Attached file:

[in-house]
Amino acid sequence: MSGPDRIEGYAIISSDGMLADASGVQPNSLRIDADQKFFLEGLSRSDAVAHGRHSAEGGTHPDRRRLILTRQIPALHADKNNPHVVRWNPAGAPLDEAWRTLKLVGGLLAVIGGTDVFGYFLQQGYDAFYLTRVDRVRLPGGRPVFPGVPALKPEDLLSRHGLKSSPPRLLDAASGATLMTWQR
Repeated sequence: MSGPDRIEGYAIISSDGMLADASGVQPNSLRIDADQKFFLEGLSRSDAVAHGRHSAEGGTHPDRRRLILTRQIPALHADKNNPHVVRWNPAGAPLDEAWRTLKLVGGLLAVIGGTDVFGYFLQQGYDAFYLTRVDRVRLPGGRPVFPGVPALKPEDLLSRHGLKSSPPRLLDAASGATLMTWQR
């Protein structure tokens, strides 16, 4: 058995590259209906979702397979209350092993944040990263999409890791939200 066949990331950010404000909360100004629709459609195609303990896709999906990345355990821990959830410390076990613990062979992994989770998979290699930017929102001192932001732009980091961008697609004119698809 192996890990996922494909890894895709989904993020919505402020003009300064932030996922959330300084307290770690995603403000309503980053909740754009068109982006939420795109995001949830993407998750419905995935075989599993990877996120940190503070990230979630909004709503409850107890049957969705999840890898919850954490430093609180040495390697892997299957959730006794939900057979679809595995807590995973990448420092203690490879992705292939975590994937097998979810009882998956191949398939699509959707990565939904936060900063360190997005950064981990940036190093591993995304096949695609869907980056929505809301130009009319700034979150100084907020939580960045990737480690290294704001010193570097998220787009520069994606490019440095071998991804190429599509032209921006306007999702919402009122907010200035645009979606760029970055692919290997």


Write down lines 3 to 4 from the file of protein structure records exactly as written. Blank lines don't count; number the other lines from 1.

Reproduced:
Repeated sequence: MSGPDRIEGYAIISSDGMLADASGVQPNSLRIDADQKFFLEGLSRSDAVAHGRHSAEGGTHPDRRRLILTRQIPALHADKNNPHVVRWNPAGAPLDEAWRTLKLVGGLLAVIGGTDVFGYFLQQGYDAFYLTRVDRVRLPGGRPVFPGVPALKPEDLLSRHGLKSSPPRLLDAASGATLMTWQR
């Protein structure tokens, strides 16, 4: 058995590259209906979702397979209350092993944040990263999409890791939200 066949990331950010404000909360100004629709459609195609303990896709999906990345355990821990959830410390076990613990062979992994989770998979290699930017929102001192932001732009980091961008697609004119698809 192996890990996922494909890894895709989904993020919505402020003009300064932030996922959330300084307290770690995603403000309503980053909740754009068109982006939420795109995001949830993407998750419905995935075989599993990877996120940190503070990230979630909004709503409850107890049957969705999840890898919850954490430093609180040495390697892997299957959730006794939900057979679809595995807590995973990448420092203690490879992705292939975590994937097998979810009882998956191949398939699509959707990565939904936060900063360190997005950064981990940036190093591993995304096949695609869907980056929505809301130009009319700034979150100084907020939580960045990737480690290294704001010193570097998220787009520069994606490019440095071998991804190429599509032209921006306007999702919402009122907010200035645009979606760029970055692919290997």